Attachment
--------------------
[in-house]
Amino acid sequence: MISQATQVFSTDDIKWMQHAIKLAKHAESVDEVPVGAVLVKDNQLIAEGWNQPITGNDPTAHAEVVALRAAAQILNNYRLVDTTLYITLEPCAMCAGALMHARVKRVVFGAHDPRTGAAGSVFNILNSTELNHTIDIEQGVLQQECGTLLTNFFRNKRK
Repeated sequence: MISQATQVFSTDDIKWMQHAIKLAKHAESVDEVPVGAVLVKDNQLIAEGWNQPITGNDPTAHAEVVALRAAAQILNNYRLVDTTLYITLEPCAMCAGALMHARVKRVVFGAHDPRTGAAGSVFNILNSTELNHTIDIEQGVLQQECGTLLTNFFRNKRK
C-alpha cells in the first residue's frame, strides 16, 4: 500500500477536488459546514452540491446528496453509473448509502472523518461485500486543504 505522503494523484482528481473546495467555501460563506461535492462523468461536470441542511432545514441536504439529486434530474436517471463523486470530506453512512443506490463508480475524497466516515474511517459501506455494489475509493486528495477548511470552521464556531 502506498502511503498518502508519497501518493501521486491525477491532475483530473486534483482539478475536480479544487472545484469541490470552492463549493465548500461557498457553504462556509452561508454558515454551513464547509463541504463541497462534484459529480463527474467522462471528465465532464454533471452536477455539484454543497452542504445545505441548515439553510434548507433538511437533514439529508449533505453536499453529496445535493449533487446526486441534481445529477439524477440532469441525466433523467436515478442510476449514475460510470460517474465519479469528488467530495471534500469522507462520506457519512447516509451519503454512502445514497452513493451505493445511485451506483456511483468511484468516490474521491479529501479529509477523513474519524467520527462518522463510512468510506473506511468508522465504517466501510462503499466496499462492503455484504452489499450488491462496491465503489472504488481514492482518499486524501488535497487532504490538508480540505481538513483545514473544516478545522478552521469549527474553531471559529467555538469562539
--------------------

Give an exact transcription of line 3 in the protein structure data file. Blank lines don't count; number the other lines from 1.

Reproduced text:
Repeated sequence: MISQATQVFSTDDIKWMQHAIKLAKHAESVDEVPVGAVLVKDNQLIAEGWNQPITGNDPTAHAEVVALRAAAQILNNYRLVDTTLYITLEPCAMCAGALMHARVKRVVFGAHDPRTGAAGSVFNILNSTELNHTIDIEQGVLQQECGTLLTNFFRNKRK